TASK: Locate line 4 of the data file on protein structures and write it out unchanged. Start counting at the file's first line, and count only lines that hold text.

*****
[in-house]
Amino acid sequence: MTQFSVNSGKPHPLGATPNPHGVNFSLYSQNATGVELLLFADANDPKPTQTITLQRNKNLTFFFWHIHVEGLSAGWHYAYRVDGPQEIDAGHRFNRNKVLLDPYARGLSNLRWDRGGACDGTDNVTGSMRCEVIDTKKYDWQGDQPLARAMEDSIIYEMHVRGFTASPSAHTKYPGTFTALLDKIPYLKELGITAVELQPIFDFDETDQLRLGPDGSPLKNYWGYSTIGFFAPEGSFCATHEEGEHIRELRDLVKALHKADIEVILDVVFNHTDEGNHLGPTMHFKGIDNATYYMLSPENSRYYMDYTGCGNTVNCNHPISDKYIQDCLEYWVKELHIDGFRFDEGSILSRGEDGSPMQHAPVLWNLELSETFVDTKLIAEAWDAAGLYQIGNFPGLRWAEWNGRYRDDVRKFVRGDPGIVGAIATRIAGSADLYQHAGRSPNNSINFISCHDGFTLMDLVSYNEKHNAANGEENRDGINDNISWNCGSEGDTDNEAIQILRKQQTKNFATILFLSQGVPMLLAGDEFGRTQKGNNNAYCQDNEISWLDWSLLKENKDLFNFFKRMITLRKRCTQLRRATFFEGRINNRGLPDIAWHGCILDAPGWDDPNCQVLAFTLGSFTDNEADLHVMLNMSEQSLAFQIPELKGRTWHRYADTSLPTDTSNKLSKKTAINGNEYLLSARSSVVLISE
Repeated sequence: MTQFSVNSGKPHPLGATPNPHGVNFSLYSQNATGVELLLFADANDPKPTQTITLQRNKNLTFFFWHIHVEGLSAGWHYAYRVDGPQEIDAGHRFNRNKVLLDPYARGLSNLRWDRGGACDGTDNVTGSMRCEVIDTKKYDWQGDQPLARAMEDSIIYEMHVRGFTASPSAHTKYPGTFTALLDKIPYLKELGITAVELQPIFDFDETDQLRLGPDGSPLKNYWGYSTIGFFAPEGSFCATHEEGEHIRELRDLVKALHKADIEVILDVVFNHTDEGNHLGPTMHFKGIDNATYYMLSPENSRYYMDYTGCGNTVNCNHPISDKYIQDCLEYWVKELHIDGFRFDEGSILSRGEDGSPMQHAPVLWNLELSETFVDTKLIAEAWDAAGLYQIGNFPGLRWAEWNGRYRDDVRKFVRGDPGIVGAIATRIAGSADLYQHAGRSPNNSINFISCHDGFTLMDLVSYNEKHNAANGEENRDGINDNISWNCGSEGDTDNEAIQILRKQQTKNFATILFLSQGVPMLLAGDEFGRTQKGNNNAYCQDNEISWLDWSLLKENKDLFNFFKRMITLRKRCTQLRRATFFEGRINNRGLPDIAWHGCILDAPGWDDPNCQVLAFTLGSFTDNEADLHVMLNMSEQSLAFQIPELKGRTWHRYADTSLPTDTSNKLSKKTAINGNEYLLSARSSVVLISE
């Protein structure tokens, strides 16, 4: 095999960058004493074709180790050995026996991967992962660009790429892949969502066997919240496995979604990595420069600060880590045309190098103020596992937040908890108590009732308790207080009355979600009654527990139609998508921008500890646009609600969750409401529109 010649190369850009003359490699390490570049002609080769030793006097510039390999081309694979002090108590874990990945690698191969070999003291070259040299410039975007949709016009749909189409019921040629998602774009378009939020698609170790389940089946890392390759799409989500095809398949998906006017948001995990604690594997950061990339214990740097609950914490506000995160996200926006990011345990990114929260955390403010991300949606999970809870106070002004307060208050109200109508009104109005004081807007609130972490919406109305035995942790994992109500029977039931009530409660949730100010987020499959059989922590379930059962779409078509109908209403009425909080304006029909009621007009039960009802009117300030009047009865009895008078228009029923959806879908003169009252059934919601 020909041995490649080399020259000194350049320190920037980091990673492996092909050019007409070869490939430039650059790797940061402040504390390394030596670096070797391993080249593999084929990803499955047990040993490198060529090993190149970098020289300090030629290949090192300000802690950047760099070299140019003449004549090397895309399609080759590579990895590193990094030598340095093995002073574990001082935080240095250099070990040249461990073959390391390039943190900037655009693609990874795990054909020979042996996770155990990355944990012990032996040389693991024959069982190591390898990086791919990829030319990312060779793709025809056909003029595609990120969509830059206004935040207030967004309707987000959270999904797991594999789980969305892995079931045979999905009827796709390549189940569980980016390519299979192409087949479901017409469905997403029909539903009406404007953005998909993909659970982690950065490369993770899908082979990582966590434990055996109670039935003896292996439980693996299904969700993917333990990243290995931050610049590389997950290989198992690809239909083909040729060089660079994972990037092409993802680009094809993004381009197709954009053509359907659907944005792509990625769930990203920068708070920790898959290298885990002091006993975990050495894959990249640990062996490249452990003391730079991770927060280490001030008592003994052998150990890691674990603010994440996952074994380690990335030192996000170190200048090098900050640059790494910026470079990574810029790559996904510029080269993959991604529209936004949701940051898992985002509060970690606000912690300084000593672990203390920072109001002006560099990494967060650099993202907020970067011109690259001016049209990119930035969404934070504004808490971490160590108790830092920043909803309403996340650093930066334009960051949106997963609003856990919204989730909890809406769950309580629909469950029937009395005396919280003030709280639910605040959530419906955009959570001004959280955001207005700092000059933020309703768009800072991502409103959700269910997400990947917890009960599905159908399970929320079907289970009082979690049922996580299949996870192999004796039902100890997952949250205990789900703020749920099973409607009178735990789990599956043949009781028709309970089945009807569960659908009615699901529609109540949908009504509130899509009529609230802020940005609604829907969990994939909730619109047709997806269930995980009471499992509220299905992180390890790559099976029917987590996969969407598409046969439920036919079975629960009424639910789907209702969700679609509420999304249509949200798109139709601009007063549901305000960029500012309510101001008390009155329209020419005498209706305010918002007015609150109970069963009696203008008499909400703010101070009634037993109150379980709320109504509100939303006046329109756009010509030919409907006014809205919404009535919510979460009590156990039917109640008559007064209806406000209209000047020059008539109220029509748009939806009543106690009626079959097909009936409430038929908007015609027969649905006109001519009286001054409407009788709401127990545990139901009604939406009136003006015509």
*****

């Protein structure tokens, strides 16, 4: 095999960058004493074709180790050995026996991967992962660009790429892949969502066997919240496995979604990595420069600060880590045309190098103020596992937040908890108590009732308790207080009355979600009654527990139609998508921008500890646009609600969750409401529109 010649190369850009003359490699390490570049002609080769030793006097510039390999081309694979002090108590874990990945690698191969070999003291070259040299410039975007949709016009749909189409019921040629998602774009378009939020698609170790389940089946890392390759799409989500095809398949998906006017948001995990604690594997950061990339214990740097609950914490506000995160996200926006990011345990990114929260955390403010991300949606999970809870106070002004307060208050109200109508009104109005004081807007609130972490919406109305035995942790994992109500029977039931009530409660949730100010987020499959059989922590379930059962779409078509109908209403009425909080304006029909009621007009039960009802009117300030009047009865009895008078228009029923959806879908003169009252059934919601 020909041995490649080399020259000194350049320190920037980091990673492996092909050019007409070869490939430039650059790797940061402040504390390394030596670096070797391993080249593999084929990803499955047990040993490198060529090993190149970098020289300090030629290949090192300000802690950047760099070299140019003449004549090397895309399609080759590579990895590193990094030598340095093995002073574990001082935080240095250099070990040249461990073959390391390039943190900037655009693609990874795990054909020979042996996770155990990355944990012990032996040389693991024959069982190591390898990086791919990829030319990312060779793709025809056909003029595609990120969509830059206004935040207030967004309707987000959270999904797991594999789980969305892995079931045979999905009827796709390549189940569980980016390519299979192409087949479901017409469905997403029909539903009406404007953005998909993909659970982690950065490369993770899908082979990582966590434990055996109670039935003896292996439980693996299904969700993917333990990243290995931050610049590389997950290989198992690809239909083909040729060089660079994972990037092409993802680009094809993004381009197709954009053509359907659907944005792509990625769930990203920068708070920790898959290298885990002091006993975990050495894959990249640990062996490249452990003391730079991770927060280490001030008592003994052998150990890691674990603010994440996952074994380690990335030192996000170190200048090098900050640059790494910026470079990574810029790559996904510029080269993959991604529209936004949701940051898992985002509060970690606000912690300084000593672990203390920072109001002006560099990494967060650099993202907020970067011109690259001016049209990119930035969404934070504004808490971490160590108790830092920043909803309403996340650093930066334009960051949106997963609003856990919204989730909890809406769950309580629909469950029937009395005396919280003030709280639910605040959530419906955009959570001004959280955001207005700092000059933020309703768009800072991502409103959700269910997400990947917890009960599905159908399970929320079907289970009082979690049922996580299949996870192999004796039902100890997952949250205990789900703020749920099973409607009178735990789990599956043949009781028709309970089945009807569960659908009615699901529609109540949908009504509130899509009529609230802020940005609604829907969990994939909730619109047709997806269930995980009471499992509220299905992180390890790559099976029917987590996969969407598409046969439920036919079975629960009424639910789907209702969700679609509420999304249509949200798109139709601009007063549901305000960029500012309510101001008390009155329209020419005498209706305010918002007015609150109970069963009696203008008499909400703010101070009634037993109150379980709320109504509100939303006046329109756009010509030919409907006014809205919404009535919510979460009590156990039917109640008559007064209806406000209209000047020059008539109220029509748009939806009543106690009626079959097909009936409430038929908007015609027969649905006109001519009286001054409407009788709401127990545990139901009604939406009136003006015509």